Tag Archives: US

Alibaba Will Launch B2B Platform in US By End Of Year

Hugely Successful Chinese Online Platform Seeks To Further Globalize Its Brand With Expansion Of US Business

Jack Ma hopes his company, Alibaba, can become a truly global brand

Jack Ma hopes his company, Alibaba, can become a truly global brand

Reuters reports today that Alibaba, the popular China-based B2B online portal, is looking to further build its brand through expansion into the US market. CEO Jack Ma today presented  the new Ali Express (wholesale.alibaba.com) portal at a conference at the company’s headquarters in Hangzhou. The move to expand further in the US market follows the opening of a European headquarters and massive global marketing campaign for Alibaba:

[In addition to its online marketplace,] Alibaba Group is also the parent of Taobao, China’s largest online auction site, and Alipay, an online payment service provider.

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Can Chinese Luxury Cars Catch On In America?

Recent Interest By Chinese Automakers In Established Brands Like Volvo, Saab Show Their Global Ambitions; But Will Western Consumers Choose To “Drive Chinese”?

Can BYD crack the American luxury car market? Only time will tell.

Can BYD crack the American luxury car market? Only time will tell.

With well-known auto brands like Sweden’s Volvo and Saab up for sale, Chinese brands Geely, Beijing Automotive and FAW — relative unknowns in the global car market — have been in the news as possible suitors. It is no secret that Chinese automakers have their sights set on the export market, and want to see their vehicles gain popularity on lucrative markets like North America. Here, though, is the largest opportunity as well as the most significant challenge faced by Chinese car brands, a bit of a catch-22: while China is the world’s largest auto market — owing, naturally, to its vast population — Chinese car companies need to develop their luxury fleets and export more in order to turn a substantial profit, but for higher-priced vehicles, Chinese consumers virtually always choose foreign-made automobiles, and Chinese brands are almost completely unknown by luxury car buyers abroad.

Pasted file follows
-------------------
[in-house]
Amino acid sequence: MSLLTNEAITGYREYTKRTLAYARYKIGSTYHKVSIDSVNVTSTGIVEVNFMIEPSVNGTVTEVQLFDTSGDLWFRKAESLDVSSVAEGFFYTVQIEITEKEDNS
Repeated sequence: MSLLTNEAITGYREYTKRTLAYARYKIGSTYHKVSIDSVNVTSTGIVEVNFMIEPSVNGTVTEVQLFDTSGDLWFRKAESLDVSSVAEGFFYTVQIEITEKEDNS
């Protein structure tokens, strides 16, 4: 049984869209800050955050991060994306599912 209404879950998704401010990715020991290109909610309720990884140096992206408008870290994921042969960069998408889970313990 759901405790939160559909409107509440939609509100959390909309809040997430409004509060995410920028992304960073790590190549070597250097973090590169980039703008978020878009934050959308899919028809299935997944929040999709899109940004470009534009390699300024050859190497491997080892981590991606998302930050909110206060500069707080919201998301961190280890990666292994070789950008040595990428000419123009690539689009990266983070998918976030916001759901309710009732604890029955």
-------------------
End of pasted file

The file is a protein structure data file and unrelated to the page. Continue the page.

At the same time, Chinese carmakers must come up against biases about the perceived quality of their products — fostered, perhaps in a large proportion, by the fact that Chinese brands have absolutely no brand equity abroad, since:

1.) most of these companies are only a few years old, and

2.) reports about Chinese-made vehicles tend to be on the sensationalist side and focus on a quality gap or on perceived “counterfeiting” of car models. While many of the problems faced by Chinese carmakers abroad boil down to sloppy or simply “bad” PR, it is, in some ways, understandable that non-Chinese car buyers know little about Chinese car companies — because many Chinese car buyers don’t know much about them either. Quite simply, they need to work harder to differentiate themselves, pin down strong brand messaging, and really push hard to ensure they conform to all safety and emissions standards — or exceed them.

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Chinese Investment Climbs 30.5% on Stimulus Plan, Surging Loans – Bloomberg

China’s 4 Trillion Yuan Stimulus Takes Hold, Picking Up Slack For Lower Export Figures

China Trade

Slowing Exports, but growing domestic growth, may help China's recovery come sooner rather than later

Results coming out of China this week show that the government’s massive 4 trillion RMB ($586 billion) stimulus package — which is designed to boost domestic consumption, inland infrastructure construction, and earthquake reconstruction projects — coupled with a recent 30.5% boost in urban fixed-asset investment in the first four months of this year are helping the world’s third-largest economy get back on a solid growth track earlier than many other major world economies.

This is good news for China as well as the global economy, which pins much of the hopes of a relatively quick recovery on China’s domestic consumption. As Chinese consumers start to head back to shops, and manufacturers start to work their way up to higher capacity, demand for all kinds of products, both imported and domestically-produced, will help America, the EU, and Japan breathe slightly more easily. Bloomberg’s article today on China’s recovery progress gives encouraging signs that the country’s efforts to stem the financial crisis by investing huge amounts into infrastructure projects that should pay off in the long term should have a far-reaching ripple effect:

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